Pickle In The Middle: Food Safety Law Questioned
By Brian McNeill
Del. David J. Toscano, D-Charlottesville, is seeking to legitimize black-market pickles.
Toscano’s measure, House Bill 60, would exempt from state food safety inspections private homes where the resident produces homemade pickles, relish or salsa intended for sale out of their house or at a farmers market.
Under current law, anyone who produces pickles, relish or salsa for sale at farmers markets or out of their home must open their kitchen to state inspectors who check for compliance with food safety laws.
Toscano’s bill would allow the sale of pickles, relish and salsa from uninspected kitchens, so long as the food is labeled with a sticker proclaiming: “NOT FOR RESALE — PROCESSED AND PREPARED WITHOUT STATE INSPECTION.”
“This bill would help encourage the production and sale of local food,” Toscano said.
Charlottesville City Market regulars John Coles and Christine Solem, co-owners of Satyrfield Farm in Albemarle County, have evaded state regulations for nearly five years by giving away their farm’s raw-milk goat cheese, the sale of which is prohibited in Virginia.
Solem said pickles, pickled peppers, pickled beets and other goods made in uninspected private homes are available for sale at farmers markets — but only under the table.
“They won’t give you their names, but these [foods] are sometimes sold,” she said.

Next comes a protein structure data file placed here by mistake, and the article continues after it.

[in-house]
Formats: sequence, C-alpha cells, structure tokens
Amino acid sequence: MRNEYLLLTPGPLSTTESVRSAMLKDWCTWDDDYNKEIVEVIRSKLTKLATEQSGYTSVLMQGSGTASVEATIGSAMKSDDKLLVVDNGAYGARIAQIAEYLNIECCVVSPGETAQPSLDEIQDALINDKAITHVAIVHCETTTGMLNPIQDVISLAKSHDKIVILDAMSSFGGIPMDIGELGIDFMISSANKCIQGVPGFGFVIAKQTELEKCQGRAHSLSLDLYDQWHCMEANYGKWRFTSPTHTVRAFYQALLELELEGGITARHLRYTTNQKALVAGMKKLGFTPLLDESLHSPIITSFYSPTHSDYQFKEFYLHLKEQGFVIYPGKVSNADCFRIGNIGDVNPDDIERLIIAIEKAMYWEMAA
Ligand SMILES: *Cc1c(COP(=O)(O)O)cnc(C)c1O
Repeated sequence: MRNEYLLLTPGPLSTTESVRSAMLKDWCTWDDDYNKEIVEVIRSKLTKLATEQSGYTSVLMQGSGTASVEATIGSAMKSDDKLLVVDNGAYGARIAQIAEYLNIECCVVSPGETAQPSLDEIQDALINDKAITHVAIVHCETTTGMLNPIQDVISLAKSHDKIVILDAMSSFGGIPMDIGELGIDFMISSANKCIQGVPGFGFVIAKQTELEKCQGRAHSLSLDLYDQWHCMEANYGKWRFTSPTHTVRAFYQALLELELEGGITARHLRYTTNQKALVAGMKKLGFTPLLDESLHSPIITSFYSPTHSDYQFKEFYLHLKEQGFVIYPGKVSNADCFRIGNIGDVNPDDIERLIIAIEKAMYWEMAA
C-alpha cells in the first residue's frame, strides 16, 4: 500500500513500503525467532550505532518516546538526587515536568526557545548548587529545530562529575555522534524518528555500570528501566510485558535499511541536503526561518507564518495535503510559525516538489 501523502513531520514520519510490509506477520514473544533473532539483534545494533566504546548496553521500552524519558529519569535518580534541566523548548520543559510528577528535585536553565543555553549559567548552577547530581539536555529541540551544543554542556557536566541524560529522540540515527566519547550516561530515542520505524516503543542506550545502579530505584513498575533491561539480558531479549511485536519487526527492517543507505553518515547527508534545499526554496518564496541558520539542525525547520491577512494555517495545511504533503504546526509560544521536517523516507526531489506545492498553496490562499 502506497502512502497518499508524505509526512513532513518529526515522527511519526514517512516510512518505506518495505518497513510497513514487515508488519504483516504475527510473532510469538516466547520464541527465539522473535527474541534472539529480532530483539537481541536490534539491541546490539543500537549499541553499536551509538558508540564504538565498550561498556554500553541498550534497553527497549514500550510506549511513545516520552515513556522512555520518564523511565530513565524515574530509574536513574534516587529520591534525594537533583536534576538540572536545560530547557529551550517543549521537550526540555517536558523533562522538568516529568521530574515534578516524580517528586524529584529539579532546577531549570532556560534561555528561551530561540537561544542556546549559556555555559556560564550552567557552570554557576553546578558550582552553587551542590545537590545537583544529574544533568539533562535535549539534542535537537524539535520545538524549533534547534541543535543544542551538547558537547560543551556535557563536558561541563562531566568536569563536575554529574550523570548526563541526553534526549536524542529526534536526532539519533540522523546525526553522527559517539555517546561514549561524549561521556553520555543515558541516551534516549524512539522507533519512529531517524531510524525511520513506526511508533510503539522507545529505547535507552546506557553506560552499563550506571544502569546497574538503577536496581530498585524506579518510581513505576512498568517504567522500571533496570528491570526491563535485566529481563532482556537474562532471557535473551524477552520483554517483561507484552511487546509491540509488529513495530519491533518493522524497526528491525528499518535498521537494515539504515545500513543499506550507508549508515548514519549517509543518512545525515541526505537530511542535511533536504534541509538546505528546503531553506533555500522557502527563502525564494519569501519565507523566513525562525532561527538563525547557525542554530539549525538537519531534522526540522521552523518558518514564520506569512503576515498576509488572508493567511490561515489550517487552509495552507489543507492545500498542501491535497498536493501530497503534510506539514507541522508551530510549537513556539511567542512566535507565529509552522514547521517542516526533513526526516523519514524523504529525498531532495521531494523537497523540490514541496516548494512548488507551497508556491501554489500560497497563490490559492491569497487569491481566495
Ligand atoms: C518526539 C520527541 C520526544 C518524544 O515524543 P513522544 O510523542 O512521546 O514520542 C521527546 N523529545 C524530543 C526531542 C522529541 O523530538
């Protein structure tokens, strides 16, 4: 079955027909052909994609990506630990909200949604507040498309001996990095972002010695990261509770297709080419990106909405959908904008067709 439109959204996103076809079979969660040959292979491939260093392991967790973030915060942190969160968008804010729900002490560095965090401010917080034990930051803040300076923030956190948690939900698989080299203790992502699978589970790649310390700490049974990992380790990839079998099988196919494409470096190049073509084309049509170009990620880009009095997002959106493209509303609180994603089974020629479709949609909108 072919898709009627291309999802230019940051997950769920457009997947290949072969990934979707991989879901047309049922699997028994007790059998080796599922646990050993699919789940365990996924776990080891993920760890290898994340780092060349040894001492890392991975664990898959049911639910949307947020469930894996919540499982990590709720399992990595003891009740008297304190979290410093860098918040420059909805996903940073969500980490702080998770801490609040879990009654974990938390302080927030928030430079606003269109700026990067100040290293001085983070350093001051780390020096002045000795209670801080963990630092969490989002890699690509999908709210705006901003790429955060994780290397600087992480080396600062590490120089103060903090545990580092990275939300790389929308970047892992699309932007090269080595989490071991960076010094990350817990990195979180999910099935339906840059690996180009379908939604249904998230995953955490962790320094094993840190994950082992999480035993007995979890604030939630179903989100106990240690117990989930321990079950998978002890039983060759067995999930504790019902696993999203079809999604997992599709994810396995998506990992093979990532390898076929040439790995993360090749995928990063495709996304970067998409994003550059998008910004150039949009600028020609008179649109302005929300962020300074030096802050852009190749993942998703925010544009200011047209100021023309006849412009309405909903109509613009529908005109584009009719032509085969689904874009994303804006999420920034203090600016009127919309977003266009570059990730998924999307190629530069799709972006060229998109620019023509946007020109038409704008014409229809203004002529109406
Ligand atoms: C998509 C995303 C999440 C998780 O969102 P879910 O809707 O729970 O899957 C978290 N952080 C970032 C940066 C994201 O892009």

Solem said that homemade pickles are perfectly safe, noting that foodborne illnesses from pickles are extremely rare.
“The idea that they’d be dangerous is just ridiculous,” she said.
Private homes are already exempted from inspections where the resident produces candies, jams, jellies and baked goods intended for sale from their home or at a farmers market. These exemptions were added under a 2008 bill sponsored by Sen. R. Creigh Deeds, D-Bath County.
The General Assembly approved Deeds’ bill, Senate Bill 272, without any dissenting votes. Yet Solem said the measure passed only after a difficult fight behind the scenes. State regulators, she said, had concerns about exempting private homes from food safety inspections. A similar fight, she said, is likely with Toscano’s bill.
“Now that we’re trying to add pickles, we’re going to have a fight,” she said.
Elaine Lidholm, spokeswoman of the Virginia Department of Agriculture and Consumer Services, said the agency is reviewing Toscano’s bill.
“It’s the law,” she said. “Right now, we are required by law to inspect these facilities for things like sanitation, temperature and so on. Basically, it’s to protect the consumer.”
Pickles, Lidholm said, are “acidified” and therefore may pose a greater risk of foodborne illness. Acidified foods were specifically not included in Deeds’ similar bill two years ago.
“It is because they pose a higher risk to the consuming public that they are not exempt from the current law,” she said.
Martha Moore, director of governmental relations for the Virginia Farm Bureau Federation, said her organization is also analyzing Toscano’s bill.
“The bill addresses state regulations, but it may conflict with federal regulations. Or it’s possible that it may not. We are still evaluating it,” she said.
Toscano’s bill has been referred to the House Committee on Agriculture, Chesapeake and Natural Resources.